According to researchers, there is a fine line between strong management behavior and abusive behavior. While constructive feedback are essentially necessary for the development of the organization, cases of abnormal unreasonable treatment or remarks which could cause physical or mental harm to the victim definitely constitutes bullying and the need for an anti-bullying corporate policy.

Aside from thinking of workplace bullying solutions, it is important to detect bullying earlier as to employ a proper remedy before it gets worse. For instance, one should be familiar with the signs of bullying in the workplace. These signs include finding oneself constantly being screamed at, having colleagues spread false stories against you, you experiencing sabotage, your mistakes getting highlighted, you are being socially ignored, your privacy is being intruded, you get unnecessary or excessive punishments, receiving offensive jokes, and experiencing physical abuse.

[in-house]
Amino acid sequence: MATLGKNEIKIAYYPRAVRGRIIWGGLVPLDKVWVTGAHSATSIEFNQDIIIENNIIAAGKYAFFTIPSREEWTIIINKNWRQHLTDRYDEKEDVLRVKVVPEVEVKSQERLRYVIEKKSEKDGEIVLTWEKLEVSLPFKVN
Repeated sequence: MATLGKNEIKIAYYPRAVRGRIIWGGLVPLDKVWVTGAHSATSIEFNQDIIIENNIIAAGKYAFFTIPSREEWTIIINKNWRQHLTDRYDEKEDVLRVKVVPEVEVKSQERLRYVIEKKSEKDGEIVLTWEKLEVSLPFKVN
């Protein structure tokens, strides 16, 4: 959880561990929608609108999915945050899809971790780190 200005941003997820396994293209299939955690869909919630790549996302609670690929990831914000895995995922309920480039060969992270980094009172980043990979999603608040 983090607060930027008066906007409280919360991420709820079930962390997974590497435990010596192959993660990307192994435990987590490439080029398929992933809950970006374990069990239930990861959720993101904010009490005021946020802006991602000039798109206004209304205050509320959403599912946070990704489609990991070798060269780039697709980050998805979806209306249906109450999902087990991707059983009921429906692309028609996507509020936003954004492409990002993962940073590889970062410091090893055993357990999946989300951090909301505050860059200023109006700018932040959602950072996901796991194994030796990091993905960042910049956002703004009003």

To learn more click here for full article.

Workplace Bullying: Who is Responsible? What Can You Do?

By | Workplace bullying | No Comments

If an act constitutes a behavior which is physically, mentally, or socially threatening, then it is workplace bullying. Sometimes, it even constitutes a crime. And since it was shown that workplace bullying affects productivity, it is someone’s responsibility to act against bullying. But whose responsibility is it?

Basically, it is everyone’s responsibility to stop bullying at work, including the employee, employer, and if necessary, the police. All people, whether at work or not, has the responsibility to prevent, or at least, stop bullying. Everyone should have the responsibility to ensure that they themselves would not cause threat or intimidation to others. Furthermore, it is the employers’ responsibility to stop adult bullying by providing a safe workplace where anyone is free from bullying and intimidation. Also, when you see someone being bullied at work, you also have the responsibility to stop such conduct.

When you or anyone else is experiencing being bullied in the workplace, one may consider checking your organization’s policy on bullying and harassment. You may also consider talking to people you trust, to the HR, to your employer, or to the bully himself. However, if the problem cannot be resolved by talking, one can now talk to the Fair Work Commission for proper action.

To learn more, click here for full article.